Statement of significance
Once known as ‘Rats and Mice Hill’, the area that became Wellington Square replaced the workhouse that was occupied during the 18th and 19th centuries, before being developed as residential housing around a central garden in the 1870s.
Land that subsequently became Wellington Square was part of the civil war earthwork defences built in the 1640s, which later became known locally as ‘Rats and Mice Hill’. In 1772, a workhouse was built on the five acre site, which was occupied 1775‒1865. The site was eventually sold to the university, and Wellington Square was constructed as speculative mixed domestic housing between 1869 and 1876. The garden at the centre of the Square was laid out at the same time as the surrounding buildings. The Square is named after the Duke of Wellington (1769‒1852), University Chancellor 1834‒52.
In form, the 0.2ha (0.5 acre) garden is rounded-rectangular, c. 55m x 48m. It is mainly laid to lawn and there are currently no paths. At the edges there are five curved beds of herbaceous plants, separated by five narrow extensions of the lawn that run up to the railings. Notably, the north-east bed has a mature Wellingtonia (Giant Sequoia). Slightly to it’s east, near the entrance, is a four-stemmed Lawson Cypress. The west bed has a mature sycamore and the south-east bed has a small copper beech. There are five mature lime trees towards the middle of the garden; the one at the centre is surrounded by the other four which lie roughly opposite lawn extensions towards the railings.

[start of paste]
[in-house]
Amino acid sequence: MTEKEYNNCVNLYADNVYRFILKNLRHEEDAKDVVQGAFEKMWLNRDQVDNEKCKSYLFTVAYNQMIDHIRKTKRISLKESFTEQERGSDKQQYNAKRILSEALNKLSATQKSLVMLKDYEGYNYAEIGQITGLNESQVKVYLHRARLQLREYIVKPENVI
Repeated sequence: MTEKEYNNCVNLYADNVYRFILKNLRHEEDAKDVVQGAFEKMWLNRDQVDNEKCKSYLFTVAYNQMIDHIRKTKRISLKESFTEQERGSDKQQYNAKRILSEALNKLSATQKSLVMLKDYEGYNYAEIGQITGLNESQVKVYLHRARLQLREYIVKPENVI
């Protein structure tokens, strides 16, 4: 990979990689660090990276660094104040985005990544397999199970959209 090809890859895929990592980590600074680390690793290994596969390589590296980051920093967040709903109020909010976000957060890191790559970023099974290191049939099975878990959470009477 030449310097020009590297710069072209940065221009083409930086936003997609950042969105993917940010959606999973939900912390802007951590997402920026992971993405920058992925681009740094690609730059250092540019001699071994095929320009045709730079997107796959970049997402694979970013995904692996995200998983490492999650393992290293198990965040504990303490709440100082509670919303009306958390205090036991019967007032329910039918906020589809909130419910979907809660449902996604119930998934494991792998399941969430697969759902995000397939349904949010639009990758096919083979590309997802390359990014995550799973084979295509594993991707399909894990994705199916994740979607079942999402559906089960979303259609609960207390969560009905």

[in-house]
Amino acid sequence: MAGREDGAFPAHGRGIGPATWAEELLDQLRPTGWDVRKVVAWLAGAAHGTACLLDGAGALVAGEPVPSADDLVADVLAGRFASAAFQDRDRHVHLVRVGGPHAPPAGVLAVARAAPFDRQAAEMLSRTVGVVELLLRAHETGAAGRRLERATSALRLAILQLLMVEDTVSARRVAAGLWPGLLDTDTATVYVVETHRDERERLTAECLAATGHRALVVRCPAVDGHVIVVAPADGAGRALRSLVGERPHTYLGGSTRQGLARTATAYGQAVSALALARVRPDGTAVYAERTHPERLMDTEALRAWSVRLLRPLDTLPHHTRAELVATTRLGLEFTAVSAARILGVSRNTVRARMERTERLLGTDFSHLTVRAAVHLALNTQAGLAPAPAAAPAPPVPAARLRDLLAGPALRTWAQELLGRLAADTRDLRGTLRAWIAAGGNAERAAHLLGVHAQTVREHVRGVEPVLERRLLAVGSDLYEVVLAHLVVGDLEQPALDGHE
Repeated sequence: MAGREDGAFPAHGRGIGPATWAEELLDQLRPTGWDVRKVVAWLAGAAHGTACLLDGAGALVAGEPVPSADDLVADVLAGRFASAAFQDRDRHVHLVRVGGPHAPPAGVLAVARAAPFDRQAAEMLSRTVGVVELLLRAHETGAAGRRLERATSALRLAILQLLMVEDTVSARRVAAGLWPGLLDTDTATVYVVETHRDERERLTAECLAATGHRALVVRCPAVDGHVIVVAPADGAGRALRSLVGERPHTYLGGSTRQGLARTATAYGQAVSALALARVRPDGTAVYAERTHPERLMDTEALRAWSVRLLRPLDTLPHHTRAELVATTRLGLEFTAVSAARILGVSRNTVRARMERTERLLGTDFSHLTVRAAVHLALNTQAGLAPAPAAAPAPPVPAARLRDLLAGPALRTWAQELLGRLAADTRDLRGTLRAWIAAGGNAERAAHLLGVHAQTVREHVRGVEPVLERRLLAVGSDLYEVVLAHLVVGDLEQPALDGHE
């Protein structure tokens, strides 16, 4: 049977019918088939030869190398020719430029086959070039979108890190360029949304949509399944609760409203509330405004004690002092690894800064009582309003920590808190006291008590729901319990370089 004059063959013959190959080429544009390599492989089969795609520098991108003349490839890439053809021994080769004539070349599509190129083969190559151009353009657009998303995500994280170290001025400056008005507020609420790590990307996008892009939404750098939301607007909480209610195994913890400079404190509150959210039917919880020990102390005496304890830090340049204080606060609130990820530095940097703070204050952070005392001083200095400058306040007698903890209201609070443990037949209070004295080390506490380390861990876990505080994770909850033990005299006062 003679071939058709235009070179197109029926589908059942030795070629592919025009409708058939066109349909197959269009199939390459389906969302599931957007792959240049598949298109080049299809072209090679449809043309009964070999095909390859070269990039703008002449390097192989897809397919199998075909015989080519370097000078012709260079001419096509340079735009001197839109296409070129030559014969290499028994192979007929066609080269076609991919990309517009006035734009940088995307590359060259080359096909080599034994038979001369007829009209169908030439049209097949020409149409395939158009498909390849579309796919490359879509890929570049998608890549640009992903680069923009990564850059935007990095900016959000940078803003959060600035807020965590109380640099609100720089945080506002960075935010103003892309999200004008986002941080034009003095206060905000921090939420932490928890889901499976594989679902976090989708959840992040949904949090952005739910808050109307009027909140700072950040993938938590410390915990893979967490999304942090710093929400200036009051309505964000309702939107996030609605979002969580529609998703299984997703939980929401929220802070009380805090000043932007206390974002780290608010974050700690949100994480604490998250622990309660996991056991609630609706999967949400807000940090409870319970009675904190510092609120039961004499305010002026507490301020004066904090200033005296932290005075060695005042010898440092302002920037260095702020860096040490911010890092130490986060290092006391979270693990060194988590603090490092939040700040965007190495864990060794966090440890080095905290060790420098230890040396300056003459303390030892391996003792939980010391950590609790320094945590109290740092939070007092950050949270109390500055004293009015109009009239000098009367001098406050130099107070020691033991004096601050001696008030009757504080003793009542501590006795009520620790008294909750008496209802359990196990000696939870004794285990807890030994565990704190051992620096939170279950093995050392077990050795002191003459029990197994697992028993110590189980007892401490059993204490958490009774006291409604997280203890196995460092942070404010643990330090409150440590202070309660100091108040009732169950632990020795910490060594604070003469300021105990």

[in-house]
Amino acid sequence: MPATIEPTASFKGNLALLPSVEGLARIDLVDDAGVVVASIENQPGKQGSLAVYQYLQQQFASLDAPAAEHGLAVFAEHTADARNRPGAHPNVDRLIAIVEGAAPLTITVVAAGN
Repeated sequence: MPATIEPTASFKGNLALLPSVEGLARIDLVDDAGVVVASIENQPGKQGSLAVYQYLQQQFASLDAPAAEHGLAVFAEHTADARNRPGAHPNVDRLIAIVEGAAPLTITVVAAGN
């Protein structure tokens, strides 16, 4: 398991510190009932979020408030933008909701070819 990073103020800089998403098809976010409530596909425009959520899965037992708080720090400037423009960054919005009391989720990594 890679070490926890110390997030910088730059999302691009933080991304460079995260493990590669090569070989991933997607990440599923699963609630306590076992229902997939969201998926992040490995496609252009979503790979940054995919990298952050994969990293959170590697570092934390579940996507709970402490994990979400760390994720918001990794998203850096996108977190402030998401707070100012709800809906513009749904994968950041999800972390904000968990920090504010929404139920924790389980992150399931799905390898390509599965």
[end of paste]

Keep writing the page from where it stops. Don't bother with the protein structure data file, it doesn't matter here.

The beds contain small trees and herbaceous shrubs and plants, mainly evergreens. These include aucuba, choisya, cistus, cotoneaster, currant, deutzia, euphorbia, fatsia, garria, holly, laburnum, laurel, lilac, lonerica, mahonia, sorbus, viburnum, plus a few roses and grasses.
The gardens are well used particularly in summer time although there is only a single 4-person wooden bench. There is now only one entrance, through a gate in the railings on the east side.
There is a mature Wellingtonia (Giant Sequoia) tree towards the north.
Ownership and access
University Parks Service. Closed at nightfall.
Name of district
SP 5101 0680
Sources of information
MacCannell D (2016) Oxford: Mapping the City. Edinburgh, Berlinn
VCH (1979) The Victoria County History of the Counties of England. A History of the
County of Oxford. Vol. 4, The City of Oxford, ed. Alan Crossley. OUP
Tyack G (1998) Oxford: An Architectural Guide. OUP